by Natasha A. Harrision
Unless you have been off the grid with no connectivity to the outside world, you have heard or seen Donald Sterling, owner of the LA Clippers. In what appears to be a private conversation with his girlfriend, his racist comments provide a glimpse into the mind of a person who has accepted the white supremacy culture. The nation weighed heavily on what should happen to Sterling and the LA Clippers through countless media outlets, tweets, Facebook updates and blogs.
In the midst of this sensational, provocative story, a small footnote appeared. Sterling received a lifetime achievement award from the Los Angeles chapter of the NAACP (LA NAACP) in 2009, and was slated receive the award again in May 2014. I am not surprised by these facts. The nonprofit sector has a culture of funder desperation.
The struggles nonprofits face are not the short-term result of an economic cycle, they are the results of fundamental flaws in the way we finance social good.
-Antony Bugg-Levine, CEO of Nonprofit Finance Fund.
As revealed in Nonprofit Finance Fund’s 2014 State of the Sector Survey results, there are a number of flaws in the ways nonprofits are financed. Local, state and federal government funders are often late with payments causing nonprofits to secure loans or reach into limited cash reserves. Public funders also short change nonprofits on the indirect cost rate (allowable rate for administrative costs). Many nonprofits receive a blanket rate of 9%, which is not adequate for nonprofits.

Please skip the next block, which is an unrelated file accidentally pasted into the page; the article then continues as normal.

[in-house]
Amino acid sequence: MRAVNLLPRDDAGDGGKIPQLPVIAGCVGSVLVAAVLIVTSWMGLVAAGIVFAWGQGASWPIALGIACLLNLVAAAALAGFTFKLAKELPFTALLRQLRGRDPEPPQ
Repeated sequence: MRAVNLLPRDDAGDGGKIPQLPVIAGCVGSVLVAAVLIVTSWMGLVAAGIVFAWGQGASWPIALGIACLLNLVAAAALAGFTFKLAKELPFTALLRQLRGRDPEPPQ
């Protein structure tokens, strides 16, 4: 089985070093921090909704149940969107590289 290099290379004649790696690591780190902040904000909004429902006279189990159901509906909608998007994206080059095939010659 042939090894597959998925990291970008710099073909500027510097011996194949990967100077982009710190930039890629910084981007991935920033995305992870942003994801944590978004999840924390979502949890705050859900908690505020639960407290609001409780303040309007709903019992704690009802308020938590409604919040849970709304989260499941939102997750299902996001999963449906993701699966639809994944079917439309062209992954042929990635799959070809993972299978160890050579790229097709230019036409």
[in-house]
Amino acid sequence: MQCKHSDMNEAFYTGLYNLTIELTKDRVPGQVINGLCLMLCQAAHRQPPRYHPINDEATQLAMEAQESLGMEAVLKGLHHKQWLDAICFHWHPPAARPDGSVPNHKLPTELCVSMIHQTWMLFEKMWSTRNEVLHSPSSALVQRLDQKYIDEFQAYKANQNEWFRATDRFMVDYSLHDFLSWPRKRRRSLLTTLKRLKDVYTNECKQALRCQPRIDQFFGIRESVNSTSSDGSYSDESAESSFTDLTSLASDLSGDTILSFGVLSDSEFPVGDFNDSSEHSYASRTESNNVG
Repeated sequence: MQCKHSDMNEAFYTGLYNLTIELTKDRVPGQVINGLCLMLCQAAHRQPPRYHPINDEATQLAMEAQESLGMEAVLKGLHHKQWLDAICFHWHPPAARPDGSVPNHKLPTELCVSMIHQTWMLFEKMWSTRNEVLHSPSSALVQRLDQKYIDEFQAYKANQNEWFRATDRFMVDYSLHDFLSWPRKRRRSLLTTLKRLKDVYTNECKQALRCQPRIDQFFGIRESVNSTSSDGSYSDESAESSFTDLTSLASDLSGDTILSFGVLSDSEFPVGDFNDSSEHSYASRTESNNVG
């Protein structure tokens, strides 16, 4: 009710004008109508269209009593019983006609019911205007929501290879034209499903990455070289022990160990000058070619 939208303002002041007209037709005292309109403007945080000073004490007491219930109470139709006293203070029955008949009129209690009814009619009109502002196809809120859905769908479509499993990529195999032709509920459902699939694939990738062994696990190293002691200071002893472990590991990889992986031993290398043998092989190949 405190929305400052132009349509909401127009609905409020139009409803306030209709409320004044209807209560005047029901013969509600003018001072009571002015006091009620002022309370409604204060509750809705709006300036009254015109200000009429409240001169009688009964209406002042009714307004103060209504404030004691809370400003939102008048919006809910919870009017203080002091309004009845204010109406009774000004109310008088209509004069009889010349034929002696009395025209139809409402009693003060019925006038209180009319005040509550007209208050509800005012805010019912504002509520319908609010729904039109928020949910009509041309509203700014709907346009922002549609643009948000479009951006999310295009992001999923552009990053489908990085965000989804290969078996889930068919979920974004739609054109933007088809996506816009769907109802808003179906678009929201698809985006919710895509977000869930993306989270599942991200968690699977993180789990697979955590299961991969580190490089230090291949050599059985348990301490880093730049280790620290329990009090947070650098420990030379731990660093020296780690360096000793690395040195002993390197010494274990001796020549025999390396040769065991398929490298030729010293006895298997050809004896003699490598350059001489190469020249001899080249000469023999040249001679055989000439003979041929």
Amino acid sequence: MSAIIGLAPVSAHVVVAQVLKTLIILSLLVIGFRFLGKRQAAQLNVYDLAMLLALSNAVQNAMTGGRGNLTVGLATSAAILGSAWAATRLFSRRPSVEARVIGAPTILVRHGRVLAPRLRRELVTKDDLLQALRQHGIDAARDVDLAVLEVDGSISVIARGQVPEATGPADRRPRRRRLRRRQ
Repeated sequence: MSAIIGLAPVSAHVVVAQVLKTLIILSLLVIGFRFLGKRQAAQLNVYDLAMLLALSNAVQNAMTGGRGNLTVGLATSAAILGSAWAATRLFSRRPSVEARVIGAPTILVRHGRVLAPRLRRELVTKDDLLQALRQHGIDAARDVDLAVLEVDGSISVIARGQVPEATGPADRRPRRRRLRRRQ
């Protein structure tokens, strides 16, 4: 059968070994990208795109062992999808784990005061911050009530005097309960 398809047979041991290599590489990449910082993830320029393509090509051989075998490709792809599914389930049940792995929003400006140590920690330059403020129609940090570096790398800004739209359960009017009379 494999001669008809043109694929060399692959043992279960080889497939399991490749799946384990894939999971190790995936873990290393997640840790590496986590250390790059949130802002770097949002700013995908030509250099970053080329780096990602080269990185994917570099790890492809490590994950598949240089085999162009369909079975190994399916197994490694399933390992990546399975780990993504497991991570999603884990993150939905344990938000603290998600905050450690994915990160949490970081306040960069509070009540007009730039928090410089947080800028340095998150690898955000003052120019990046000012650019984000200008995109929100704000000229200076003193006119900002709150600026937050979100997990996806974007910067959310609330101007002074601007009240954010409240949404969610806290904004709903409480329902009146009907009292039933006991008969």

Moreover, private funders are touted as only supporting “programs,” and not the administrative operations that sustain high quality programming. These same funders often prescribe nonprofits to develop impact studies and reports that are not funded.
To add to the dysfunction, nonprofits are having a hard time meeting the increased community demand for services due to the economic downturn. With the prevailing issues with public and private funders, it is not surprising that nonprofits seek individual donors with deep pockets.
After more than 15 years in the philanthropy and nonprofit sectors, I have witnessed the ongoing haste to identify individual donors, especially those with deep pockets. In small to medium sized nonprofits, the development office (usually a team of 1) send out inquires to leads from media sources, board members, and/or internal staff. These development offices often forgo exhaustive background checks on prospective individual donors. There is no time or capacity. Unrestricted dollars are needed to combat the private and public funder issues, and to fill up the nonprofit’s administrative operations coffer.
After consecutive ‘no’s,’ the development team is all too happy and grateful to receive a donation from a wealthy donor. The feelings of desperation lead to a prompt ‘yes, we accept the donation’ without fully knowing the donor. This is driven home by the comments made by Leon Jenkins, President, LA NAACP highlighted in Karen Grigsby Bates’ article Why Would The NAACP Honor Donald Sterling Anyway.
Los Angeles NAACP president Leon Jenkins says that in hard times, hard decisions have to be made. He told reporters Monday that his chapter had approached several local sports franchises, from baseball to hockey, to get complimentary tickets for the boys and girls in their youth programs. Only Sterling came through with offers to invite low-income kids to see a professional ballgame on his dime.
Sterling’s donation and accolades have lead to scrutiny and attacks directed at LA NAACP. “Let’s just add that up and ask the question ‘Was the total amount of the tickets given, even over a number of years, worth selling your integrity around your core issue?'” argued Callie Crossley, a Boston journalist and host of Under The Radar With Callie Crossley.